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A game of broken telephone: Combatting misinformation and building trust

<h6>Jon Ort / The Daily Princetonian</h6>
Jon Ort / The Daily Princetonian

I would love to begin this column by saying “with the election behind us.” Yet, as of writing, the election is enduring endlessly, at least in certain quarters.

Despite near-universal consensus that Joe Biden is President-elect, President Donald Trump continues to erode the sanctity of the vote by falsely claiming election fraud. A poll from YouGov and The Economist shows that 82 percent of Republican voters believe him. That is deeply dangerous for democracy.

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Of course, we expected this quibbling and spread of misinformation. Mr. Trump has systematically eliminated trust in institutions since his 2016 campaign. His most effective tool has been the rampant misinformation he spreads, originating first in 2011 when he propagated the birtherism campaign against former President Barack Obama, helping cement his place in conservative politics.

On the campaign trail Mr. Trump’s misinformation epidemic polarized the country. Cries of “white-power” and “where’s your hood” replaced civilized notions of dialogue. Those shouting matches reflect how both halves of the electorate are living and breathing two distinct and juxtaposing realities. Journalist Anne Applebaum argued that Trump’s 2020 campaign was “an experiment in misinformation we have never seen before.”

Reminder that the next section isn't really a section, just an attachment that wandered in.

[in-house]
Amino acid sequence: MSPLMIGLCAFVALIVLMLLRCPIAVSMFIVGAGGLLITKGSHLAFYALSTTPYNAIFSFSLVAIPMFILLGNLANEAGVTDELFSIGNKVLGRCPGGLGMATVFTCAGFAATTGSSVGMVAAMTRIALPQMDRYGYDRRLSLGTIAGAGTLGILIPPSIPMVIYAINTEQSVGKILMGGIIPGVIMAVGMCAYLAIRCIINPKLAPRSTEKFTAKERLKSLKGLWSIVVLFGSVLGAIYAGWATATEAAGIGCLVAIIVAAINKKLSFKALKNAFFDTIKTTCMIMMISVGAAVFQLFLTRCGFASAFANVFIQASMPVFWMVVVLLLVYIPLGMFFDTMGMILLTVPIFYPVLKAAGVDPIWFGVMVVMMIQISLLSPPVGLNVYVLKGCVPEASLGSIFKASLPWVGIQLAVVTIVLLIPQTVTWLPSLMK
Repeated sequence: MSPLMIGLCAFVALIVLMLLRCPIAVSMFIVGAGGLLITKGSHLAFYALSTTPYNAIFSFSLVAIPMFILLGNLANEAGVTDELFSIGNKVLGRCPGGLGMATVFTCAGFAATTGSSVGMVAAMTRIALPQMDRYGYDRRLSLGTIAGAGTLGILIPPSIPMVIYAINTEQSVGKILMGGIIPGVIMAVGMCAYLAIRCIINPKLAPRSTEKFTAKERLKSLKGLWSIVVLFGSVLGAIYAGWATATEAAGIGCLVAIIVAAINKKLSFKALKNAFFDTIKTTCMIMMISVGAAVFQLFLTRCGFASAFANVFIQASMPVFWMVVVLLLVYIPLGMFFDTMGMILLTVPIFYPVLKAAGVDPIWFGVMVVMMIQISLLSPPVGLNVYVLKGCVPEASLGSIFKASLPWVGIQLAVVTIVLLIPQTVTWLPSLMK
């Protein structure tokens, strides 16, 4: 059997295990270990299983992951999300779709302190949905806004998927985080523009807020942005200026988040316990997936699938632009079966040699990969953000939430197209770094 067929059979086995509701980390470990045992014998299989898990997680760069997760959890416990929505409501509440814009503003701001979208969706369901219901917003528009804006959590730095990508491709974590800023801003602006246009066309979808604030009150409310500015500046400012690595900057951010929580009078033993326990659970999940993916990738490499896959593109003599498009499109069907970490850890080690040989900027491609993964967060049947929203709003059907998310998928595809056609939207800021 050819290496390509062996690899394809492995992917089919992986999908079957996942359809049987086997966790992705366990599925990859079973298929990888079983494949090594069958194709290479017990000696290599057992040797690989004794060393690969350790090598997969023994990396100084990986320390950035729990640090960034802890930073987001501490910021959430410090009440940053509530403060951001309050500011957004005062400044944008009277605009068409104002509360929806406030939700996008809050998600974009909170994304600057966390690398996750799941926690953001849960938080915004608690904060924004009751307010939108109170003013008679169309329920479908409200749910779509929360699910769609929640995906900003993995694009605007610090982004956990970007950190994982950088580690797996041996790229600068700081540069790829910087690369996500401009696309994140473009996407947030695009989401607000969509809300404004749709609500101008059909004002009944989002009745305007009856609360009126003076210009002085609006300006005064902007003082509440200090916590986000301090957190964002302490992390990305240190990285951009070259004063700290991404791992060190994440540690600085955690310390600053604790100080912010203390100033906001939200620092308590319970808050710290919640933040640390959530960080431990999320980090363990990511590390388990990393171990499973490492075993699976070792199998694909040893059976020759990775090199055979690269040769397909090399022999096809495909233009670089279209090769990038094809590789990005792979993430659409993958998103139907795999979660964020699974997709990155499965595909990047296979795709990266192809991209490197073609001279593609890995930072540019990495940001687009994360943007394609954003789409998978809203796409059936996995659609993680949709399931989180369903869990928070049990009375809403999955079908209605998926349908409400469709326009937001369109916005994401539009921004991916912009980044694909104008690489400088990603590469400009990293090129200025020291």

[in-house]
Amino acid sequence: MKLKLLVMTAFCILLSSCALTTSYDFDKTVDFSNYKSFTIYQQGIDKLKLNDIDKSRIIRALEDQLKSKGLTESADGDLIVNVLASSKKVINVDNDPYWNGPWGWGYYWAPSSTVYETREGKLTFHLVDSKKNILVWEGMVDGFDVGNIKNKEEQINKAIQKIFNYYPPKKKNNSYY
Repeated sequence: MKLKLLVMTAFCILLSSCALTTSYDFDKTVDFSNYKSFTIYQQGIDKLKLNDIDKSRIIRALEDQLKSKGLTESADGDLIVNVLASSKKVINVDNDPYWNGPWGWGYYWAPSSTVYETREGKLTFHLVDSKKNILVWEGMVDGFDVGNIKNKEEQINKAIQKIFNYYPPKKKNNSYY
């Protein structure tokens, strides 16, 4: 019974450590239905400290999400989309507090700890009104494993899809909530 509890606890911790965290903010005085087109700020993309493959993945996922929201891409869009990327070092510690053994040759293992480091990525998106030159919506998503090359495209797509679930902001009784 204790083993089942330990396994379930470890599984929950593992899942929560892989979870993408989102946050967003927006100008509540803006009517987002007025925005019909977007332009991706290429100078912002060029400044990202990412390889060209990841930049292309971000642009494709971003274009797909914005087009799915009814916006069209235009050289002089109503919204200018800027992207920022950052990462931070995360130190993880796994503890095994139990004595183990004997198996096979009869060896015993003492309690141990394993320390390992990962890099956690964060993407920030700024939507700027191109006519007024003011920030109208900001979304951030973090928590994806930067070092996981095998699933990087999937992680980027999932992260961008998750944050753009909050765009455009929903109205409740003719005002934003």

Unprecedented problems require unprecedented solutions, as 2020 has shown. Biden needs to tackle misinformation as soon as he can if he plans to restore unity to the country. The lion’s share of responsibility, however, falls on people becoming “tougher customers,” as Pete Buttigieg puts it. If we are to minimize misinformation, we as the next generation need to rethink our relationship with information on social media — and the information economy in general.

Solutions for misinformation have largely targeted the digital sphere, where social media is a super-spreader for conspiracies and factual inaccuracies. One idea is the call for a culture of online information enforcement, in which “internet citizens” who are digitally literate and able to analyze sources engender information standards and tag fake posts.

Taiwan is a helpful model for such a vision. In dealing with misinformation from China, Digital Minister Audrey Tang has encouraged the creation of a tech “social sector,” in which citizens flag misinformation that needs fact-checking. Tang’s “radical transparency,” designed to make her governmental meetings viewable by and accessible to the public, has yielded promising results.

Another solution to curbing fake news is machine learning, which can distinguish a false narrative from a truthful one. Yet, the belief that more technology can solve a problem of technology is ill-founded. Despite the great technological advances made in machine learning, bad actors have found and will find ways to fool algorithms, and information silos creating weaponized narratives will be hard to stop.

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Being the most digitally literate generation, who have inherited a full-grown internet, we need to cut back the weeds that have come to dominate it and understand that more technology and growth are not a long-term solution, but instead one that those with ill intent will always outpace.